The Economics of Environmental Quality

The Economics of Environmental Quality

The Economics of Environmental Quality

The Economics of Environmental Quality


An introduction to the economics of the environment, it provides a coherent chain of theoretical and empirical reasoning on environmental problems and measures to control them and reduce their severity. It equips the reader with the basic tools needed to assess the economic damage caused by materials discharged to air, water, and other environmental media.

The all-new Chapter 2 in this edition makes the text more accessible by applying the basic elements of microeconomics analysis to environmental issues: supply and demand for ordinary and environmental goods, emphasizing both similarities and differences; also market failure, public goods, property rights, the "free rider" problem, and externalities. A section on hazardous substances has been added along with a discussion of the latest environmental alternative reforms. The book now ends with a new chapter on the prospects for environmental economics.

In Part I, the authors establish a theoretical base for the material in subsequent sections. They review key elements of microeconomic theory and extend them to include polluting discharges. Principles of welfare economics, of market failure from externalities, and of benefit-cost analysis receive careful exposition. They are then applied to alternative government programs such as effluent fees, subsidies, and regulation designed to optimize resource allocation in the presence of externalities.

Part II draws together technical data on water, air, and solid-waste discharges. Sources, amounts, damages, abatement techniques, and benefit-cost calculations are pollutants. The final section deals with pollution-control programs now in effect, proposals for new policies, and future role of environmental economics.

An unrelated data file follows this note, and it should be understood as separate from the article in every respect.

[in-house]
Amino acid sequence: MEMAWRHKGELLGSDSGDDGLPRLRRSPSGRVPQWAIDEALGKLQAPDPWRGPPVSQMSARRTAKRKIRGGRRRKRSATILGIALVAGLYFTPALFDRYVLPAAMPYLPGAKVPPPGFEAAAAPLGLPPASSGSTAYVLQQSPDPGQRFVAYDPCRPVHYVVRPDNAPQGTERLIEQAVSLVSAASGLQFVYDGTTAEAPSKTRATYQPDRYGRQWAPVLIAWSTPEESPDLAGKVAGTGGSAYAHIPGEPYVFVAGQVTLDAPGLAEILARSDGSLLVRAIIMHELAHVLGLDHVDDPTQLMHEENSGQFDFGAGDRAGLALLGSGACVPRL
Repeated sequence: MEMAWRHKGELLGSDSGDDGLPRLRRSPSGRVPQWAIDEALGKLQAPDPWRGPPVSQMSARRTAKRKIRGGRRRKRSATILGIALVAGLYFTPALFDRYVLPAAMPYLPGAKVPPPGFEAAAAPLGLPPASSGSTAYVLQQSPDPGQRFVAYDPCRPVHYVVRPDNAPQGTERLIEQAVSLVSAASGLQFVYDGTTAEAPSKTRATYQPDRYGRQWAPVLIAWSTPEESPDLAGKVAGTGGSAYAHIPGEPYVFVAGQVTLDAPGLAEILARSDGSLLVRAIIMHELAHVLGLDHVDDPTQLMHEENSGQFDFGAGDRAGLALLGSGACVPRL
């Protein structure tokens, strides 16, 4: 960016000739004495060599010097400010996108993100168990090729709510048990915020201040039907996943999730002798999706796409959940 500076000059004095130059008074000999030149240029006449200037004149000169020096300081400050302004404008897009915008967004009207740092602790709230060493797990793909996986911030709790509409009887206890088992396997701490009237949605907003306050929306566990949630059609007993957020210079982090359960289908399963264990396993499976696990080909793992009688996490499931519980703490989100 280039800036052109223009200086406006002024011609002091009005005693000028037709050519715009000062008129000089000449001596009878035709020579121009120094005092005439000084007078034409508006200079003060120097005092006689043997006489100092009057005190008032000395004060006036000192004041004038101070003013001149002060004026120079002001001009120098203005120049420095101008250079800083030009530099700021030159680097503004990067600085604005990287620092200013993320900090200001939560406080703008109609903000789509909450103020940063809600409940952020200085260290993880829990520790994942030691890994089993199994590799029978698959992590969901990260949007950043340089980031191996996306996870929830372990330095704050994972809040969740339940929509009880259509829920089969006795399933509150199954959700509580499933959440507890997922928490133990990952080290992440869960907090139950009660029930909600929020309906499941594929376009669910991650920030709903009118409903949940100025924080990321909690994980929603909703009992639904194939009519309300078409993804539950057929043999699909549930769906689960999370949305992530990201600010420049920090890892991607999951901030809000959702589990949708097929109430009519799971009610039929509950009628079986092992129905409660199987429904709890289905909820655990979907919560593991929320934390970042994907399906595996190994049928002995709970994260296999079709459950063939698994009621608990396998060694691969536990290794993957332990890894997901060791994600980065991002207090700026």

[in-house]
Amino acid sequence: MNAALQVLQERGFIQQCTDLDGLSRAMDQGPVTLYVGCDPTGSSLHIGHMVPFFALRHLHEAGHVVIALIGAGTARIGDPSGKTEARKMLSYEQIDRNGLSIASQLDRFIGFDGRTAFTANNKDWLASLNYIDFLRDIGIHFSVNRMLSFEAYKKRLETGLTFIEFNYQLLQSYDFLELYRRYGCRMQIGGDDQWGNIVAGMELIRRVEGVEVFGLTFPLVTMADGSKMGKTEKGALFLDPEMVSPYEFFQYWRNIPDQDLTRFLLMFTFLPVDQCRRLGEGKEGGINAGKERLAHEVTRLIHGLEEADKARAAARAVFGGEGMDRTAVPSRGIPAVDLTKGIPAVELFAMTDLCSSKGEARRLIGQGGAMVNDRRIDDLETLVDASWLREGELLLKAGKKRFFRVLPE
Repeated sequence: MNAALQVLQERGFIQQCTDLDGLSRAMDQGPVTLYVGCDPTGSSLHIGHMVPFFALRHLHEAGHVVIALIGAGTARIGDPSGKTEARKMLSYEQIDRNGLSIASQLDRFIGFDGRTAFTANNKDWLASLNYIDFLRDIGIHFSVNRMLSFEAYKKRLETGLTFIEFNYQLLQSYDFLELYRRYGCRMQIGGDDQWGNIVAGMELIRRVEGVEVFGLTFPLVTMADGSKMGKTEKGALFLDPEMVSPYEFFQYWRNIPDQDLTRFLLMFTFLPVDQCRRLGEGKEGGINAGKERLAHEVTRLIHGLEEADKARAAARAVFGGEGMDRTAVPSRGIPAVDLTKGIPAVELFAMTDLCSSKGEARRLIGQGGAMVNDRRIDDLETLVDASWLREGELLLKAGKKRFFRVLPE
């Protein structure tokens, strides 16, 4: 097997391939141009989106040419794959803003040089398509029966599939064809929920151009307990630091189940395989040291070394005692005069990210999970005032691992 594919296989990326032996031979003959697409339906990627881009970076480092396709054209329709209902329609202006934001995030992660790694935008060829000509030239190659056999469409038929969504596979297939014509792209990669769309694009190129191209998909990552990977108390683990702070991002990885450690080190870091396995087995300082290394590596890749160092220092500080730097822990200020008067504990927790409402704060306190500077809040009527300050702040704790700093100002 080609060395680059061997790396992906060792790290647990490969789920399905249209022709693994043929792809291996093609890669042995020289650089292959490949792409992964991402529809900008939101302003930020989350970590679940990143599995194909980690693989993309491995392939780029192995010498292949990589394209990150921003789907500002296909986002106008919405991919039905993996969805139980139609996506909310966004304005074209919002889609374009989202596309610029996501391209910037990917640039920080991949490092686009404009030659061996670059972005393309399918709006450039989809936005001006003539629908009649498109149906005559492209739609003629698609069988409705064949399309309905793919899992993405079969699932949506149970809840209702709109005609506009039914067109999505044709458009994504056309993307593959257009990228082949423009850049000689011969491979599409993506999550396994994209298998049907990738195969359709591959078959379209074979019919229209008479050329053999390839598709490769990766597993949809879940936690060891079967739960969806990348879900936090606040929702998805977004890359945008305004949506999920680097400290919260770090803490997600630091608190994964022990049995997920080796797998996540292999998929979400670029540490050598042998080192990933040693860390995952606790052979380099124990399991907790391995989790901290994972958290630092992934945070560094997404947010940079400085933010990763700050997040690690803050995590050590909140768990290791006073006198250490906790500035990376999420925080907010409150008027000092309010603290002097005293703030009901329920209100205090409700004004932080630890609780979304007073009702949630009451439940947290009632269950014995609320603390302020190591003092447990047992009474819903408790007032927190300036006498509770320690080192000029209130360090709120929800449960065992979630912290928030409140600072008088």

This is a textbook on environmental economics intended for undergraduates who have had at least one semester of introductory microeconomics. While in no way lowering the level of the first edition, the second edition adds additional material designed to appeal to a broader range of interests. By substituting the new Chapter 2 for Chapters 3 and 4 (Chapters 2 and 3 of the first edition), The Economics of Environmental Quality may be successfully used in environmental economics classes composed not only of economics majors but also of students with a diverse background (environmental design, minerals and land management, biology, ecology, and so on). Full comprehension of Chapters 3 and 4 will, as with the earlier edition, require readers to know the elementary theories of the firm and the consumer, as well as suppy and demand. Some of the exposition is abstract, but no mathematics beyond high school algebra is used in the text. No knowledge of welfare economics is assumed; and the reader need have no prior acquaintance with environmental problems.

As with any applied subject in economics, some knowledge of the subject matter will increase the depth of understanding gained from reading this book. However, the second edition does contain much more institutional material and more on the "nuts and bolts" of ben-

Search by... Author
Show... All Results Primary Sources Peer-reviewed


An unknown error has occurred. Please click the button below to reload the page. If the problem persists, please try again in a little while.